d). Preliminary objections

  1. At the trial, Counsel for the 1st Respondent raised two preliminary                 objections. The first one was that Mr. David Obore, Counsel for the               Petitioner, should step down from the conduct of the case because he is     alleged to have served the petition on the 1st Respondent and would       therefore be barred by Regulation 9 of the Advocates (Professional Conduct) regulations S1.267-2 because the 1st Respondent intended to cross examine him.

I overruled this objection on the premis that Mr. Obore’s conduct in serving the petition on the 1st Respondent is clearly provided for under Section 6 (1) of PEA which provides;-


“Within seven days after filing the petition with the registrar, the petitioner or his or her advocate shall serve on each Respondent notice in writing of the presentation of the petition accompanied by a copy of the petition”

Accordingly the above clearly falls under the exception provided under the Advocate (Profession Conduct) regulation which provides that;-       


…………………………. except that this regulation should not        prevent  an advocate from giving evidence whether verbally or by declaration or affidavit on a formal or non-contentions matter or fact in any matter in which he or she acts or appears”

The second objection related to Mr. Sam Isodo co-Counsel for the Petitioner who was alleged to be and indeed confirmed that he was an official agent of the Petitioner for the elections in terms of Section 11 (i) (a) (ii) of PEA. Counsel for the 1st Respondent stated that the basis of the objection was that they intended to cross examine Mr. Isodo as official agent of the Petitioner and as such he could not act as her Counsel in the case now before court. I allowed Mr. Isodo to remain on the Petitioner’s team and undertook to give my reasons in the judgment.

As noted, Mr. Isodo was the official agent of the Petitioner. It is also not in disputes that Mr. Isodo did not swear any affidavit in support of the petition. As such he does not fall under the ambit of Regulation 9 of the Advocate (Profession Conduct) regulations SI 267-2. However he could only fall under the ambit of the regulation if, in the course of the trial he was required as a witness to give evidence. The trial is by way of affidavit evidence read in open court (see Rule 15 (1) PEA Rules SI 141-2). With leave of court any person swearing an affidavit which is before court may be cross examined by the opposite party (Rule 15 (2)).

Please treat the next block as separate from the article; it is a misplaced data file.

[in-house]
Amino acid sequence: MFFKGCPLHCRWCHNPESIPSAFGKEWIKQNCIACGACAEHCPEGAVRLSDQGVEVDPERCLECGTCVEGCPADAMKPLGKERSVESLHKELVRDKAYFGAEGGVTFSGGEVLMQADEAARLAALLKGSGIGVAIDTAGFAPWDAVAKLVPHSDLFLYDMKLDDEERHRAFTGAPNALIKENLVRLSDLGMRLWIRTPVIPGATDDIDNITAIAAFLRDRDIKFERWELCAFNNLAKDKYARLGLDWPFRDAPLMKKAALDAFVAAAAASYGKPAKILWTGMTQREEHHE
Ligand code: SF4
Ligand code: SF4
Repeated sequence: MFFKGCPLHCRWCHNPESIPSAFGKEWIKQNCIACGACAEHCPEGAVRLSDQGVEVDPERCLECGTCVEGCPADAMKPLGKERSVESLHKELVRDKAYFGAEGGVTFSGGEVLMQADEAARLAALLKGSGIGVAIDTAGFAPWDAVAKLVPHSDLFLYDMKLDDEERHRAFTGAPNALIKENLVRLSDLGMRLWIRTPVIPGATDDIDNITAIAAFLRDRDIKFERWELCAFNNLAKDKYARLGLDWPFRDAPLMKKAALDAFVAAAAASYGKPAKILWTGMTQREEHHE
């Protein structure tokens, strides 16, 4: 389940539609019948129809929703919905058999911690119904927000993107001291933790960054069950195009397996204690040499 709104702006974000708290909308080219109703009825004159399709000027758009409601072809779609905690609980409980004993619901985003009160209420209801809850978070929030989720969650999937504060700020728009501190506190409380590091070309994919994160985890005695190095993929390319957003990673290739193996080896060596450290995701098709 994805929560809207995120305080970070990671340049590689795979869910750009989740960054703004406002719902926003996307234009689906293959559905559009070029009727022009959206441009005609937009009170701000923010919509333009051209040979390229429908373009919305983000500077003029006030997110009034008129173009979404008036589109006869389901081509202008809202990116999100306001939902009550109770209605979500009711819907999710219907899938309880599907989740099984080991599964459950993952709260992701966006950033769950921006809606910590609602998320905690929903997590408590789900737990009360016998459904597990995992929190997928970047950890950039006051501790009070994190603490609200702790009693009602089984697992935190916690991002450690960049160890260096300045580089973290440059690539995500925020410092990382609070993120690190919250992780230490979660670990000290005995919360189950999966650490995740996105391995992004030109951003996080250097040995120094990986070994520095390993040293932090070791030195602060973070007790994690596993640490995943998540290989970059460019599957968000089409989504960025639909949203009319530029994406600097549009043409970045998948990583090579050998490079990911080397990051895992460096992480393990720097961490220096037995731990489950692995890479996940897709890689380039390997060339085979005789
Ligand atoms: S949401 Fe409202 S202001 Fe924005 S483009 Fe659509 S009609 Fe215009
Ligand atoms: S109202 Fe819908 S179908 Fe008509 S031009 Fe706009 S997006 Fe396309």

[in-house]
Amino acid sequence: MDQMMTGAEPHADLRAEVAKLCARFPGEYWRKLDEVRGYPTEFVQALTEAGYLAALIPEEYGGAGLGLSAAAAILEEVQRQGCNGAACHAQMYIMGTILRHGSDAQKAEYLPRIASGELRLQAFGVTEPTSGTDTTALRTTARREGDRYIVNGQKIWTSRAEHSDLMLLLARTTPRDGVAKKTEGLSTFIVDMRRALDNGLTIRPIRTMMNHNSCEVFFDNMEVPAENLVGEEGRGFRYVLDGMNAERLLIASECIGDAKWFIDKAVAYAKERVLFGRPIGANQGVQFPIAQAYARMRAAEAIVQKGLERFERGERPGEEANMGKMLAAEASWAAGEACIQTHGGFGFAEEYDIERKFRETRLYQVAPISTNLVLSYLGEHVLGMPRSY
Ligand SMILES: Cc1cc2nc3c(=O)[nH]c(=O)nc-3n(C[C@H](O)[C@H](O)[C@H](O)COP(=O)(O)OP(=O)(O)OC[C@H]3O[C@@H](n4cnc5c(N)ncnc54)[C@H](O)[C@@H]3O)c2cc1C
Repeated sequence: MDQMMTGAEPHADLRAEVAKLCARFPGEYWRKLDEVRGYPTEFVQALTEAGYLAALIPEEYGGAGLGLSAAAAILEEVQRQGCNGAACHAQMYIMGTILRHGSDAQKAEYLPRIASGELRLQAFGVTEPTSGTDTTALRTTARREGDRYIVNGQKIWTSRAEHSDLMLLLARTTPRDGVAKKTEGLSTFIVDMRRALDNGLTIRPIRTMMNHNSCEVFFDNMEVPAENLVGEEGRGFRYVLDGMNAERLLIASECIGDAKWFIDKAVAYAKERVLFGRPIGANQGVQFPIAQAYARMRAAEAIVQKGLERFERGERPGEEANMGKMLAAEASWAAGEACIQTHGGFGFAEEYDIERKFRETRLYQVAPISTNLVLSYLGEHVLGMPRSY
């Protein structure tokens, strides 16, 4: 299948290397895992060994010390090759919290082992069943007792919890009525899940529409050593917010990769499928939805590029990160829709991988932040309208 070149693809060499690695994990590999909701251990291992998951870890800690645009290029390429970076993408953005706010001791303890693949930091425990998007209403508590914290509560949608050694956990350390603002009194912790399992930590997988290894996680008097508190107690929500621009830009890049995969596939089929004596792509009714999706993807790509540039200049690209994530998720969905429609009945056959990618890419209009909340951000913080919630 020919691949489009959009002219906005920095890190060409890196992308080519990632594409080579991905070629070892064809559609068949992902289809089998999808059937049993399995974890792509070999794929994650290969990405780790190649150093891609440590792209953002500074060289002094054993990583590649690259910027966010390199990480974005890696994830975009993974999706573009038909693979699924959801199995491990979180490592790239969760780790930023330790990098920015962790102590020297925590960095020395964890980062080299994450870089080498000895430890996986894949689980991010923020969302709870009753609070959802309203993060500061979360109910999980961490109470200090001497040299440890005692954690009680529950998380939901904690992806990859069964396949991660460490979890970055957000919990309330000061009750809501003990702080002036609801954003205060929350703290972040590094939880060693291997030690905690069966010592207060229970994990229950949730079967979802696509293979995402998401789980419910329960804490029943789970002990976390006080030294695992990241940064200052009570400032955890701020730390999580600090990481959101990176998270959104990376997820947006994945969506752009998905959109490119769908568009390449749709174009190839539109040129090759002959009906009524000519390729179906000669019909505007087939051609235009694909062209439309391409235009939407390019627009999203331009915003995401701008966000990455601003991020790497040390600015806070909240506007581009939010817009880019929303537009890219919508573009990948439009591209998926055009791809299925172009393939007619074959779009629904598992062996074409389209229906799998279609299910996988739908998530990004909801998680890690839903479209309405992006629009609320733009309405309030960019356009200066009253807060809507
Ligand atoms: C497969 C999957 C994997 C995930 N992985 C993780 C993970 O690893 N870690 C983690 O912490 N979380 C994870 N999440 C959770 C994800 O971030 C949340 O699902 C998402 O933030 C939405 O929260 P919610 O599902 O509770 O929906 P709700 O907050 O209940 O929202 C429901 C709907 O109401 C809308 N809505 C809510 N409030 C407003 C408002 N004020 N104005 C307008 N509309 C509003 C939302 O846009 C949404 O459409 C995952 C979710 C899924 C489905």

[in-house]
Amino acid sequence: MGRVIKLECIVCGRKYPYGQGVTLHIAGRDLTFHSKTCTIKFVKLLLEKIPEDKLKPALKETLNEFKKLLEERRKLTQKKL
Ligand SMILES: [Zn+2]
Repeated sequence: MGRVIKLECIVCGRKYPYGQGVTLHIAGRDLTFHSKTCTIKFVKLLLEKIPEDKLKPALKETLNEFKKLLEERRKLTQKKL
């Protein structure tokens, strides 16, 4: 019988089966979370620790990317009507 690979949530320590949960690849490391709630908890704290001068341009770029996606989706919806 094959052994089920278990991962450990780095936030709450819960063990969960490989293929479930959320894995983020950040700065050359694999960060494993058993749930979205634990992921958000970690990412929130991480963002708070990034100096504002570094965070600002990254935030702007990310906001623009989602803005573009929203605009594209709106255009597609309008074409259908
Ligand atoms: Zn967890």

1. In his submissions Counsel for the 1st Respondent submitted that they had encountered difficulties in getting affidavit from Mr. Isodo and that they wished to invoke the provisions of Section 64 (1)(b) of PEA and apply to court to summon Mr. Isodo to give evidence. With due respect to Counsel for the 1st Respondent, I am of the opinion that that option is not open to the parties to the petition. Rule 15 (3) of PEA Rules SI 141-2 is to the effect that:-

“The court may of its own motion, examine any witness or call and examine or recall any witness if the court is of the opinion that the evidence of the witness is likely to assist the court toarrive at a just decision”. (emphasis added)

In my view Section 64 (1) (6) of PEA and Rule 15 (3) of PEA Rules are not analogous to O.16 r CPR as Learned Counsel seemed to imply. Accordingly it was for the above reasons that I allowed Mr. Isodo to continue as co-Counsel for the Petitioner.

I will now proceed to consider the other issues as agreed upon during                    conferencing.

Issue 1          Whether or not the 1st Respondent was properly brought before this court or properly served by the Petitioner

The respondent in her supplementary affidavit in support of her answer to the petition at para 2 thereof contended that she was served with the      Notice of Presentation of the Petition and the Petition on the 12th day of April 2016. According to Counsel for the 1st Respondent, since the petition was filed in court on 1st day of April 2016, service of the notice of              presentation and the petition should have been served on the                           1st respondent not later than 8th April 2016 (S.62 of PEA and Regulation 6 (1) of PEA rules).

Counsel for the 1st Respondent further contended that the affidavit of         service deponed by Counsel for the Petitioner, David Obora was not      properly on court record since there was no proof that the requisite court fees had been paid. Counsel relied on the holding in Ndaule Ronald Vs Hajji Naddule Abdul Civil Appeal No. 20 of 2006.